With only eight days left to go before Election Day, the race for North Carolina’s U.S. Senate seat is in high gear. Democratic incumbent Senator Kay Hagan is in a tight race with Republican state Speaker of the House Thom Tillis. Both campaigns are pulling out all the stops to get people to the polls- including bringing national political stars to town.
On Friday night, hundreds of Republican supporters filled a cavernous tobacco warehouse in Smithfield, where the lineup included Thom Tillis, Senator Richard Burr, Governor Pat McCrory, and the guest of honor: Texas governor Rick Perry.
"We need a United States Senate that will stand up and clearly send a powerful message to the White House: that we are going to put policies into place that our enemies will fear us and our allies will trust us," said Perry.
The event was billed as the largest conservative rally in the state. But its purpose was clear: Republicans need six seats to regain a majority in the U.S. Senate, and North Carolina has one of those close races hanging in the balance.
Rick Perry entertained the crowd with the story of a North Carolinian who fought at the Alamo and a joke about competing for business with Governor McCrory. Then Perry cut to the chase by saying that if elected, Tillis will do his best to fight for local control for North Carolinians.
"He will say 'No' to things like Common Core, he will say no to race to the top," said Perry. "We know best how to deliver health care and education to the children of North Carolina. And it’s by the governor and the lieutenant governor. And the speaker and that majority leader in the senate working together to make that happen. Your current senator does not know that," said Perry, speaking of Hagan.
With all the national attention focused on this race, it’s no surprise that it is likely to be the most expensive race in the country this year. The campaigns, along with outside groups, have spent nearly $90 million so far.
The race comes down to two factors: Who comes out to vote in this midterm election year and whether those voters agree or disagree with both Hagan and Tillis’s past records. Tillis told the crowd he’s proud of his conservative agenda as state Speaker of the House.
"Ladies and gentlemen, I think I’ve proven for the last four years that when I go and get a job that I do what I say I’m going to do," said Tillis. "And sometimes you get criticized for it. But I will not let you down, because the future of this great nation, the greatest nation on the face of the planet, is what’s at stake in this election."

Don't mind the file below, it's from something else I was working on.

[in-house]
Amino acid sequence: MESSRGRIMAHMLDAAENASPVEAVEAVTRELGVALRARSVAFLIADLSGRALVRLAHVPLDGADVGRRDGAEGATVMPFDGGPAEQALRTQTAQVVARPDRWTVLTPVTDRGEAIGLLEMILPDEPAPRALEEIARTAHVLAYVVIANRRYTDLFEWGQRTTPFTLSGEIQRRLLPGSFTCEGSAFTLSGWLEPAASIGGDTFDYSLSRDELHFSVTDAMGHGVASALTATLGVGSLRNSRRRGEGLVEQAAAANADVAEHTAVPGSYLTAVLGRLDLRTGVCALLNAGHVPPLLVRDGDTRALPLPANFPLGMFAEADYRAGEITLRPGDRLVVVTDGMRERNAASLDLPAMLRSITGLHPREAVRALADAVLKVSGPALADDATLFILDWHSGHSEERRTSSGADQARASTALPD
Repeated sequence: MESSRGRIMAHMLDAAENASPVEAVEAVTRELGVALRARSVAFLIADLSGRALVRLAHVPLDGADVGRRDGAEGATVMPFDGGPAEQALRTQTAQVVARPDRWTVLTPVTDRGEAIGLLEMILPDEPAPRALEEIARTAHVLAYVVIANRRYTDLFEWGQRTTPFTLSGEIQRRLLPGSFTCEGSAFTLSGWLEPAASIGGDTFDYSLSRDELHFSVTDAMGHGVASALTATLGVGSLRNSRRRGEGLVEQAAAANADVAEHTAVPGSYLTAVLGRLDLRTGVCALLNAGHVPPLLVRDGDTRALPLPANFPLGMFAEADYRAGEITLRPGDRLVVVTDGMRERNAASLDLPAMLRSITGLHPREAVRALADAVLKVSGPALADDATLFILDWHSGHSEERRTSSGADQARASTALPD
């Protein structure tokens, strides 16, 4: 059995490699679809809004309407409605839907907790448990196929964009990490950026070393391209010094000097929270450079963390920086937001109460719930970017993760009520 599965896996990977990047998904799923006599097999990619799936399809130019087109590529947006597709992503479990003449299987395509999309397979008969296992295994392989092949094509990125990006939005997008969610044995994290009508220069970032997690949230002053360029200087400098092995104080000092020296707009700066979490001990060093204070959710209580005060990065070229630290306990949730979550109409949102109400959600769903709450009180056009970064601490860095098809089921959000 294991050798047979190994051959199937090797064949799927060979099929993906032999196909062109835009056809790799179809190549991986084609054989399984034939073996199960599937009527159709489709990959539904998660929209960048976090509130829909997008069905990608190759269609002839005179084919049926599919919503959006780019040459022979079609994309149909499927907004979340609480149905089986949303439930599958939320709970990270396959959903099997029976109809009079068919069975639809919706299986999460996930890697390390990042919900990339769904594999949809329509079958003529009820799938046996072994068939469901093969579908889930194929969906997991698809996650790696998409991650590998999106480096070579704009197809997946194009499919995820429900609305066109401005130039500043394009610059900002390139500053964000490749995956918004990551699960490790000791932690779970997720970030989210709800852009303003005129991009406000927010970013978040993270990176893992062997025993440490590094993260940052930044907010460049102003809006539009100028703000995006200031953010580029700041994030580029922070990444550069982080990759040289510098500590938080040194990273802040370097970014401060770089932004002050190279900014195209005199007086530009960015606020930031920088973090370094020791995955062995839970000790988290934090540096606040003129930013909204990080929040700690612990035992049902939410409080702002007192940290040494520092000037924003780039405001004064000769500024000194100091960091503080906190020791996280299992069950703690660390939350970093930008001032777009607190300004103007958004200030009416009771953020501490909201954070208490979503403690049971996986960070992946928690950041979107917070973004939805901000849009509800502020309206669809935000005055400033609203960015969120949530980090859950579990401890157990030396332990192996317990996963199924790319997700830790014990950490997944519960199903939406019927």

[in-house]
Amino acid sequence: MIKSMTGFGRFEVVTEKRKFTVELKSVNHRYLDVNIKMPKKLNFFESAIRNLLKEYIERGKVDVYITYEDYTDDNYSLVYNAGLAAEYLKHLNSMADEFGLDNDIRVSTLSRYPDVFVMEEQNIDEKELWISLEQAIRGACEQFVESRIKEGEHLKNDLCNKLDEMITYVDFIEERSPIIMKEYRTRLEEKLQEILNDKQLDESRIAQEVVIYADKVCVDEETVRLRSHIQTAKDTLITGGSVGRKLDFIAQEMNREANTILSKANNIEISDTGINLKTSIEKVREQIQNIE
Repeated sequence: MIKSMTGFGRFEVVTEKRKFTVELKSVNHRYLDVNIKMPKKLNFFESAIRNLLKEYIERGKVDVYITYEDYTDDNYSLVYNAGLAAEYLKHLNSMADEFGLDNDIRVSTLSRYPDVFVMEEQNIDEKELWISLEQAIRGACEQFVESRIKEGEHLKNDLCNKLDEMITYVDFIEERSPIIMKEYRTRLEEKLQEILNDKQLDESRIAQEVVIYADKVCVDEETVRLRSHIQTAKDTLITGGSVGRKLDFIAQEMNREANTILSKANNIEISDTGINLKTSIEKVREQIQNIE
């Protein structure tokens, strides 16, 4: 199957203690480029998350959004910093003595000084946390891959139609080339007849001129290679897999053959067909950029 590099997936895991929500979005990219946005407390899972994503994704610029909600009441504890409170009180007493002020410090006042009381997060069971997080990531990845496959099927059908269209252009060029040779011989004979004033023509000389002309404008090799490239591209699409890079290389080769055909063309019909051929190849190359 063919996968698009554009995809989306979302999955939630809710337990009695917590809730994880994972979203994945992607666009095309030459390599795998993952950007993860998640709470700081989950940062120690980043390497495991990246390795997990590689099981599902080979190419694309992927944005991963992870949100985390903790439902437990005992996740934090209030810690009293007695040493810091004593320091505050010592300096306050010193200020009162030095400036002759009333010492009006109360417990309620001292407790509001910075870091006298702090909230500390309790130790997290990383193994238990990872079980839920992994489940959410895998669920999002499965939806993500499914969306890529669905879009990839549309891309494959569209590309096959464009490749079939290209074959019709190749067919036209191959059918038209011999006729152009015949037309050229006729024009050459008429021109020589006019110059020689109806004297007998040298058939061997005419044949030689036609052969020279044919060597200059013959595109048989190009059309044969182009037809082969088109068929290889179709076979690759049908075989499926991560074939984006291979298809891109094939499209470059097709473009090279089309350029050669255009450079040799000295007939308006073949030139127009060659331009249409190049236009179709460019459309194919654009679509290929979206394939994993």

The Tillis campaign isn’t the only one bringing national political stars to town. On Saturday, the Hagan campaign held a rally in Charlotte featuring Hillary Clinton. On Sunday, the campaign held a couple of highly publicized smaller stops in the Triangle, with another national star, head of the Planned Parenthood Federation of North America, Cecile Richards.
Richards's appearance was clearly meant to draw more women to the polls. Unmarried women (who skew Democratic) could help decide this election.
"Every single day that [Kay Hagan] goes to work, she’s there to represent the people of North Carolina," said Richards. "And whether it was sponsoring the Lilly Ledbetter Fair Pay Act for women, whether it’s standing up for women’s health care and saying it’s not your boss’s business whether or not you use birth control it should be your right to make that decision."
Like the Tillis campaign, the Hagan campaign is emphasizing how important it is to get out the vote.
"Forget the TV ads, forget the negative campaigning, that doesn’t matter, right?" said Richards. "What matters is who goes to the polls and votes. So I just left a phone bank in Raleigh where we are dialing every voter we can in Raleigh."
When it came time for Hagan to speak, she stuck with the theme of women’s rights. The campaign is doing its best to connect Tillis with the lack of progress for women in North Carolina.
"For women in North Carolina, whose family as the family breadwinner is earning 82 cents-on-the-dollar, that is not good for the bottom line of that family," said Hagan. "Husbands want their wives to earn equal pay. Sons want their moms to earn equal pay. And we’re going to show the door to Thom Tillis that he has got it wrong in North Carolina."
The latest polls show the race is still very close. Public Policy Polling puts Hagan three percentage points ahead of Tillis. But that is still within the margin of error.